WCS North America

Staff

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Heidi Kretser
Conservation Social Scientist
As a Conservation Social Scientist for the Wildlife Conservation Society, Dr. Kretser improves conservation of wildlife and wildlands by using tools and perspectives from the social sciences to incorporate the human dimensions of natural resource policy and management into conservation practice. She is a member of the WCS Social Safeguards Management Team and serves on the WCS Institutional Review Board. Dr. Kretser has worked in conservation over 25 years and has been with WCS for over 20 years in numerous capacities, notably establishing two community-based conservation programs in the Adirondacks and Greater Yellowstone Ecosystem. Her current projects include building constituents for conservation through creating effective communication that generates action on topics as varied as wildlife trafficking and white-nose syndrome, devising strategies for reducing the impacts of private lands development and recreation on wildlife, and building collaborative approaches for increasing community and natural resource governance capacity and achieving conservation outcomes for wildlife while safeguarding human well-being across diverse constituents. Dr. Kretser’s work receives research support from many state and federal agencies including the National Science Foundation and the Department of Defense. She is widely published and her work has been featured in the New York Times, the Wall Street Journal, National Public Radio, and a variety of regional media outlets. She completed her Ph.D. in the Human Dimensions Research Unit at Cornell University and holds a master’s degree from the Yale School of Forestry. In addition to her work at WCS, Dr. Kretser serves as Adjunct Associate Professor at Cornell University’s Department of Natural Resources where she’s affiliated with the Center for Conservation Social Sciences.
Hilary Cooke
Associate Conservation Scientist
Hilary Cooke joined WCS Canada in 2010 as Associate Conservation Scientist for the Northern Boreal Mountains landscape of Yukon and northern British Columbia. Here she works with a range of partners, including First Nation, territorial, and federal governments, to enhance conservation of wildlife and wild places through regional planning, environmental assessments, and land, resource, and wildlife management. Hilary specializes in boreal ecology, forest management, avian conservation, and conservation planning. Since 2010, she has led several field and applied studies aimed at improving conservation and management of Yukon’s valley bottoms for key ecosystems, migratory birds, and species of conservation concern. Through relevant government initiatives Hilary continues to promote science-based solutions to improve conservation for wildlife and wild places across Yukon’s boreal mountains. Hilary began her career with WCS as a member of the North America Program in 1998, where she conducted field studies to inform riparian conservation on public and private lands in semi-arid regions of the western United States. After earning a MSc in Wildlife Management at Humboldt State University in 2002, Hilary returned to her native Canada in 2003 to complete a PhD in Ecology at the University of Alberta. Her PhD research aimed to improve forest management for woodpeckers and other cavity users of old boreal forest. Hilary’s passion for birds and conservation can be found in her blogs published on Muddy Boots, Huffington Post, and Medium.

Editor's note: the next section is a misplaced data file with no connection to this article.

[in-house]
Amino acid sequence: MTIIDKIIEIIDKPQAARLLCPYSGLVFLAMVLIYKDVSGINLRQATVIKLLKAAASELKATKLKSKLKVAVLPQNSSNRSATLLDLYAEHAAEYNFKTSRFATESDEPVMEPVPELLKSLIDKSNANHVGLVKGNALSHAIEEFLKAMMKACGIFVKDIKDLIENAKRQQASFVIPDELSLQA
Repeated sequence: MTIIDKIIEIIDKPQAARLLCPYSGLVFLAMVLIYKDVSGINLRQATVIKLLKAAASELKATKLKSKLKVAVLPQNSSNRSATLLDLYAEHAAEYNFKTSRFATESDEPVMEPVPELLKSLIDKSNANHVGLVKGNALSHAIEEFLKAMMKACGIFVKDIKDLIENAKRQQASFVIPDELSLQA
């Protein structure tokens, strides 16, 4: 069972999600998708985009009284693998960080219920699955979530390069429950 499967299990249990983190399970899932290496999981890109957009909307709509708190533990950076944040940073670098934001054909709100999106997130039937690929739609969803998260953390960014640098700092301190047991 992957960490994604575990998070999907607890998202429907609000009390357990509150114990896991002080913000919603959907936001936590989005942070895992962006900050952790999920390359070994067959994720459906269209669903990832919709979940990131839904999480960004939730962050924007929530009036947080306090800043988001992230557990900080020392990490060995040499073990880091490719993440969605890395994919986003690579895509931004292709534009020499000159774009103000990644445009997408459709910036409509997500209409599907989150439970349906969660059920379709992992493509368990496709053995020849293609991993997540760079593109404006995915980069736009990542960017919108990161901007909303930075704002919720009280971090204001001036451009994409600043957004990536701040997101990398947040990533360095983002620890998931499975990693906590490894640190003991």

Jacob Seguin
Ontario Northern Boreal Field Technician